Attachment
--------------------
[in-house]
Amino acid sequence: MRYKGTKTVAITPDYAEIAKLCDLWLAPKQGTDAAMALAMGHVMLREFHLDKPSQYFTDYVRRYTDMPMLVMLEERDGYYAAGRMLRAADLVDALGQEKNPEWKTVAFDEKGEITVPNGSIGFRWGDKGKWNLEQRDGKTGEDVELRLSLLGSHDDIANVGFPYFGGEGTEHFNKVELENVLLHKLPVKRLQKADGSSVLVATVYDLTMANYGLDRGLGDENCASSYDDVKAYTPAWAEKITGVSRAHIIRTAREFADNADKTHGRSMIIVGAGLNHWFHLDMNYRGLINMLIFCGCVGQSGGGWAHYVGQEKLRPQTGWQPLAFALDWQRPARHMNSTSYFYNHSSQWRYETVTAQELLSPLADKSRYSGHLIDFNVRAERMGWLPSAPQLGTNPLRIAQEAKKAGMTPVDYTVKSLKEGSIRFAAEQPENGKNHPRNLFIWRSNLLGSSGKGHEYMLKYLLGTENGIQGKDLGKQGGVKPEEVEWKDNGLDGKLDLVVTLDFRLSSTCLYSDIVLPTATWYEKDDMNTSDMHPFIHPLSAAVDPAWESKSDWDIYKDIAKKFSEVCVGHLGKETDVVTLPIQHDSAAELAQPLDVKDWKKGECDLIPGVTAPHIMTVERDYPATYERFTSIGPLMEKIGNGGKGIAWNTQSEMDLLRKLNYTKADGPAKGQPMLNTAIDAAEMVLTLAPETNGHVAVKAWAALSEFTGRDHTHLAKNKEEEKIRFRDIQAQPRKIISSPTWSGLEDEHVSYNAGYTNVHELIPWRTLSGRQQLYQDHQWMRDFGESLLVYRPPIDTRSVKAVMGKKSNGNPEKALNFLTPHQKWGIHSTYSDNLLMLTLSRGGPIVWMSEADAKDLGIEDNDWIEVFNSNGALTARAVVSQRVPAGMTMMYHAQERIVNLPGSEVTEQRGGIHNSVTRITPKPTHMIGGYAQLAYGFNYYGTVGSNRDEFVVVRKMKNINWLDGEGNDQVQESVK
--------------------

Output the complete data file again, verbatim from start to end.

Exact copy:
[in-house]
Amino acid sequence: MRYKGTKTVAITPDYAEIAKLCDLWLAPKQGTDAAMALAMGHVMLREFHLDKPSQYFTDYVRRYTDMPMLVMLEERDGYYAAGRMLRAADLVDALGQEKNPEWKTVAFDEKGEITVPNGSIGFRWGDKGKWNLEQRDGKTGEDVELRLSLLGSHDDIANVGFPYFGGEGTEHFNKVELENVLLHKLPVKRLQKADGSSVLVATVYDLTMANYGLDRGLGDENCASSYDDVKAYTPAWAEKITGVSRAHIIRTAREFADNADKTHGRSMIIVGAGLNHWFHLDMNYRGLINMLIFCGCVGQSGGGWAHYVGQEKLRPQTGWQPLAFALDWQRPARHMNSTSYFYNHSSQWRYETVTAQELLSPLADKSRYSGHLIDFNVRAERMGWLPSAPQLGTNPLRIAQEAKKAGMTPVDYTVKSLKEGSIRFAAEQPENGKNHPRNLFIWRSNLLGSSGKGHEYMLKYLLGTENGIQGKDLGKQGGVKPEEVEWKDNGLDGKLDLVVTLDFRLSSTCLYSDIVLPTATWYEKDDMNTSDMHPFIHPLSAAVDPAWESKSDWDIYKDIAKKFSEVCVGHLGKETDVVTLPIQHDSAAELAQPLDVKDWKKGECDLIPGVTAPHIMTVERDYPATYERFTSIGPLMEKIGNGGKGIAWNTQSEMDLLRKLNYTKADGPAKGQPMLNTAIDAAEMVLTLAPETNGHVAVKAWAALSEFTGRDHTHLAKNKEEEKIRFRDIQAQPRKIISSPTWSGLEDEHVSYNAGYTNVHELIPWRTLSGRQQLYQDHQWMRDFGESLLVYRPPIDTRSVKAVMGKKSNGNPEKALNFLTPHQKWGIHSTYSDNLLMLTLSRGGPIVWMSEADAKDLGIEDNDWIEVFNSNGALTARAVVSQRVPAGMTMMYHAQERIVNLPGSEVTEQRGGIHNSVTRITPKPTHMIGGYAQLAYGFNYYGTVGSNRDEFVVVRKMKNINWLDGEGNDQVQESVK